Russian equities have continued to outperform global equities. Year-to-date, the MSCI Russia Index returned 44%, which soars past key indices in the US, Europe, the UK and Japan.
The returns are even more striking when compared to the MSCI Emerging Markets Index, which is up 12.55%.
Despite the outperformance, which is also evident over the trailing three years versus the same indices, Russian equities continue to be cheap and are trading at a 50% discount to emerging markets, according to Christopher Bannon, London-based senior investment manager for Russian equities at Pictet Asset Management.
While investors may think this is a value trap, Bannon believes that the asset class does not need to be re-rated.
“Whilst Russia may have been framed as a value trap in the past, and it is true that prices remain highly discounted to other emerging markets, dividend yields have exploded,” he told FSA.
“Modest earnings growth and the compounding power of high-single-digit dividends provides for a highly appealing investment case. Russia no longer needs to re-rate to be a worthy investment in our view.”
Sanctions risks waning
Bannon explained that Russian equities remain cheap as investors continue to price in various geopolitical risks linked to the economic sanctions imposed in 2014.
“We think the various geopolitical risks relating to US relations, Syria and Ukraine are abating. But the pricing in of these risks remains unduly high.
“We believe that sanctions have forced positive structural changes in Russia, which have improved the macro management of the economy, the quality of corporate practices and the free cash flow generating capabilities of companies.”
Because of these improvements and excess cash flows, dividend yields have also become attractive, which has also helped drive the stock market. On the average, dividend yields of Russian equities are at least 8%, versus around 3.5% across other emerging market equities.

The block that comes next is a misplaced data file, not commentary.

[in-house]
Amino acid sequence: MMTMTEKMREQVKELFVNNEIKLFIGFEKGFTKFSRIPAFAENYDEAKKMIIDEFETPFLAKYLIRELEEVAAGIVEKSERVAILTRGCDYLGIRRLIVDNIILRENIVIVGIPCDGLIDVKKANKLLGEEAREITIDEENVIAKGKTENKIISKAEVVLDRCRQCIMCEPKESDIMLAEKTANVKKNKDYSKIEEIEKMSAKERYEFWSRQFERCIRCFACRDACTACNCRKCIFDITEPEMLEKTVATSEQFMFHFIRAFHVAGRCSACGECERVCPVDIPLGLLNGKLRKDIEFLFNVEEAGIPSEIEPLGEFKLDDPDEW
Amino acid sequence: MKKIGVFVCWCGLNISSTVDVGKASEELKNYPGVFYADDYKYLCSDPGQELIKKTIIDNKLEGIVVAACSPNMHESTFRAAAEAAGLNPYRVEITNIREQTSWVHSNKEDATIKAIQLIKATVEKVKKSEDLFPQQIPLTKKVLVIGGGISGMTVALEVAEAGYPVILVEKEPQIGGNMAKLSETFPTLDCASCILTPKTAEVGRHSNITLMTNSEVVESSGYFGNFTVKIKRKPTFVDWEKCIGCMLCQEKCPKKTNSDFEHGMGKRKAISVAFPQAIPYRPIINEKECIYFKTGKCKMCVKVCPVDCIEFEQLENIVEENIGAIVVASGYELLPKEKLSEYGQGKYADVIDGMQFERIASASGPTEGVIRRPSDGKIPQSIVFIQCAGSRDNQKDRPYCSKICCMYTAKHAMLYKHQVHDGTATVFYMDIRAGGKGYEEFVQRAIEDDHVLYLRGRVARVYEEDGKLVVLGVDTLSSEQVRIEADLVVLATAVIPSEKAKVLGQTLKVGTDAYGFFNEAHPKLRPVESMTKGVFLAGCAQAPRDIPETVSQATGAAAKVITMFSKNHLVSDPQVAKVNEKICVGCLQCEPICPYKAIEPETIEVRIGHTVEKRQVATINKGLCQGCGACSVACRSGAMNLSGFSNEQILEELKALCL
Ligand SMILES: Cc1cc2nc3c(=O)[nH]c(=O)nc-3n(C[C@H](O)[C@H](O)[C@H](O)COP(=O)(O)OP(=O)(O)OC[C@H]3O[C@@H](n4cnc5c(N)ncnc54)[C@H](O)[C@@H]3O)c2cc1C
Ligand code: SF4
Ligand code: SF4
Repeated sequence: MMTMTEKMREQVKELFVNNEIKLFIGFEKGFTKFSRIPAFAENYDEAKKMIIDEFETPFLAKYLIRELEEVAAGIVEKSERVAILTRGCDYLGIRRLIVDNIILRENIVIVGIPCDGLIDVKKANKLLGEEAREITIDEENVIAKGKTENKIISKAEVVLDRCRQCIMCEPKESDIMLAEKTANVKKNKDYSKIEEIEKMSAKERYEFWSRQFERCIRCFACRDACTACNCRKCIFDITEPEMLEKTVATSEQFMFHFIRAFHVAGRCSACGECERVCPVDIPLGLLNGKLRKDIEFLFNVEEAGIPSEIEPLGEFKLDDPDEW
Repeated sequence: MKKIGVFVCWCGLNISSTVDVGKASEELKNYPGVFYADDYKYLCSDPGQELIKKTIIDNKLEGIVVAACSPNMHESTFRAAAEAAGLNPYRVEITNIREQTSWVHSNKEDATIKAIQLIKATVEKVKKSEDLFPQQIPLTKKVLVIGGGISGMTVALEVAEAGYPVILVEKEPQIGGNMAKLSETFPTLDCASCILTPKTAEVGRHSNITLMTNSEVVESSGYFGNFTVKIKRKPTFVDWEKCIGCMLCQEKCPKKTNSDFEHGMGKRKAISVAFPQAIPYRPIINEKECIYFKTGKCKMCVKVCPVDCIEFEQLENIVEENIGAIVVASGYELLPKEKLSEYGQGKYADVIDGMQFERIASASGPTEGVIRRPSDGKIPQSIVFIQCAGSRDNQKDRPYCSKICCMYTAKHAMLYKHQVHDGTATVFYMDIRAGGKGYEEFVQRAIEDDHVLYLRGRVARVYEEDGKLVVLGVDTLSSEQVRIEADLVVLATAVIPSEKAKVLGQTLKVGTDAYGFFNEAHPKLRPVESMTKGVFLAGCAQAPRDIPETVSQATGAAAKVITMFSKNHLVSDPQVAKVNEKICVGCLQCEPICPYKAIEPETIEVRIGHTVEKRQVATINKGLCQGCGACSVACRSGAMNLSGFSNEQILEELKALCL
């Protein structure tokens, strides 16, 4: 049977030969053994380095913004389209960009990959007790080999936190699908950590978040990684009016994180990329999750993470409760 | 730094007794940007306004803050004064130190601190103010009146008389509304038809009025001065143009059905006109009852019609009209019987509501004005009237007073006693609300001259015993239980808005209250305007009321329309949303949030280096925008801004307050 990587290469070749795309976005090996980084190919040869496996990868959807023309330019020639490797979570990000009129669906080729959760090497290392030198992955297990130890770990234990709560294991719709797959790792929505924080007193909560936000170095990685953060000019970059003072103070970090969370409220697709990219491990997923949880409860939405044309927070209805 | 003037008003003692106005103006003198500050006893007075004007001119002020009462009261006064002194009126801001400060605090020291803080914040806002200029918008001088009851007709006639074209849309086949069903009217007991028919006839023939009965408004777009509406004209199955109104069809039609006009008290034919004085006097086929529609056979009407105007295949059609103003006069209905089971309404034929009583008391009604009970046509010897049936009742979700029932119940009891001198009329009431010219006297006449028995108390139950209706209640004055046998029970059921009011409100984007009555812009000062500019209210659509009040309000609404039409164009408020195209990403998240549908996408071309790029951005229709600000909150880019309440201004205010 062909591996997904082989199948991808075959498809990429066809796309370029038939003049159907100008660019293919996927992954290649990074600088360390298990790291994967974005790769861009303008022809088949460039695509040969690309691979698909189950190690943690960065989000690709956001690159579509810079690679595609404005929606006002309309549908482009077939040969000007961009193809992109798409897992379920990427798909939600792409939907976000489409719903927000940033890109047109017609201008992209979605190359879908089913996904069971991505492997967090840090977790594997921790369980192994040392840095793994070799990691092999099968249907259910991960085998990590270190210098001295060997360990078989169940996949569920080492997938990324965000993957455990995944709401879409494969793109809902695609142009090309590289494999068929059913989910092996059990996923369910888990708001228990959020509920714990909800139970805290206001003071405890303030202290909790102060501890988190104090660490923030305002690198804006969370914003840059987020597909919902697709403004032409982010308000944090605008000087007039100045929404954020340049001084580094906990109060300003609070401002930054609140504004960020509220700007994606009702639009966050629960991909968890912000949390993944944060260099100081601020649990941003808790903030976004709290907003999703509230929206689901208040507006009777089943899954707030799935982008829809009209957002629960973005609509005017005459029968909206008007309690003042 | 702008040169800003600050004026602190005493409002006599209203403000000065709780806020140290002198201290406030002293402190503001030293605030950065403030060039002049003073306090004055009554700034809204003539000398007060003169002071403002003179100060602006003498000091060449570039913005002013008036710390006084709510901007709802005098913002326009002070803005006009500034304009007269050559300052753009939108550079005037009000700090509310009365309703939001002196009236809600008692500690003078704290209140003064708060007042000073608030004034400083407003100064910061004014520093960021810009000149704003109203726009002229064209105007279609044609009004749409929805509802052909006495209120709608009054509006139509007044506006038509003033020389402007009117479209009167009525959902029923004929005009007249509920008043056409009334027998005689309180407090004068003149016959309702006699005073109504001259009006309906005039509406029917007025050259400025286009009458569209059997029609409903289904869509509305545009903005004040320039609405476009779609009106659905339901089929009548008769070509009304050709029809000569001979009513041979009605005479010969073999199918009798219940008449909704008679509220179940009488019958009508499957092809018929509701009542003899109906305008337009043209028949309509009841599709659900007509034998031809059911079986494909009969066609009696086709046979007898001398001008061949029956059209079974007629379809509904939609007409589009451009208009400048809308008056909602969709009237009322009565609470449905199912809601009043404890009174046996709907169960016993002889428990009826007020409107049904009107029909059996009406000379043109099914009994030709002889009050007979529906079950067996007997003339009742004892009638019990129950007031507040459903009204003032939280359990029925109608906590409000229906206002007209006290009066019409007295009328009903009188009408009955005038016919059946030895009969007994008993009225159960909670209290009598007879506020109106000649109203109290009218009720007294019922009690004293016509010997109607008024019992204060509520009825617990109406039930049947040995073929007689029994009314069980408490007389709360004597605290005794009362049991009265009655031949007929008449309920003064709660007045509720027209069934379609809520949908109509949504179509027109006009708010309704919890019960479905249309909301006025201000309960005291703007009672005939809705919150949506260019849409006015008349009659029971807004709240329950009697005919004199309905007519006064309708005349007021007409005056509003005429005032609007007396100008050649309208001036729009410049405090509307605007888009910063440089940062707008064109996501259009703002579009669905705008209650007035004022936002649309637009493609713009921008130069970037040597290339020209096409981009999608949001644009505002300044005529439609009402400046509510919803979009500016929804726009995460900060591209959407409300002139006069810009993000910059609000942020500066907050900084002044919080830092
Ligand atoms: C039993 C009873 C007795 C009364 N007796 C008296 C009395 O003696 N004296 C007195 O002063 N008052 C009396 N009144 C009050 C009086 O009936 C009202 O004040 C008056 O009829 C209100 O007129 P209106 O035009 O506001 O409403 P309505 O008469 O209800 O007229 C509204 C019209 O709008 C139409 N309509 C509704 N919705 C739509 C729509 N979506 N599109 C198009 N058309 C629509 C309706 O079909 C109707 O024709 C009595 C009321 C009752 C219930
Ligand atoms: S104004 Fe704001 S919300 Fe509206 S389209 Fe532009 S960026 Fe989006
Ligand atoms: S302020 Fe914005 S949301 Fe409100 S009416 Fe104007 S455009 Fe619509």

“We expect the level of dividends is sustainable, and together with modest earnings growth, will remain drivers of the equity market for the coming years,” he said.
Bannon added that both exporters and domestically-focused companies have performed well.
Exporters have benefited this year from decent oil prices, a weaker local currency, low levels of leverage and low levels of capital expenditure spending.
Domestic firms, meanwhile, have strong earnings potential and continue to grow. Most of them have also been weighed down by geopolitical risk, which makes their valuations attractive.
For example, a Russian bank is trading at a forward price-to-earnings ratio of 5x, with a net interest margin of around 5%, a dividend yield of 10%, earnings growth of 10% and a return on equity of 20%.
“These favourable financial metrics are difficult to find in other emerging or developed markets,” he said.
For Pictet AM’s Russia-focused product, Bannon, who co-manages the fund with lead portfolio manager Hugo Bain, prefers companies that generate excess cash for shareholders and trade at a significant discount to fair value.
“We do not like to own companies going into onerous capital cycles or which are generating negative free cashflow with no prospects of turning that around,” he said.
The fund has a huge overweight in the energy sector (42% of the portfolio). Although the fund is underweight exporters, he likes Russian energy names that are highly cash generative and are paying out substantial amounts of dividends to minority investors.
There is also a bias toward domestic firms, according to Bannon.
“We believe that there are excellent and well-run businesses across financials, real estate, tech and industrials, which have been unduly beaten up by geopolitical concerns which have had no impact on fundamentals,” he said.
The Pictet Russian Equities Fund (as of 31 October 2019)
Bannon believes that investors globally remain underinvested in the Russian market.
“But our anecdotal experiences lead us to believe that this may change going forward. As investors come to terms with the remarkable valuations and strong fundamentals that the asset class offers, we would expect to see incremental allocations to Russia equities.”
In the fund industry, Russian equities continue to be a relative niche asset class, with only a few managers launching Russian-only equity products, according to Bannon.
In Hong Kong, for example, there are only six SFC-authorised Russian equities funds, which are managed by Pictet AM, HSBC Global Asset Management, BNP Paribas Asset Management, JP Morgan Asset Management, UBS Asset Management and Manulife Asset Management, according to data from FE.
The Pictet Russian Equities Fund versus its benchmark index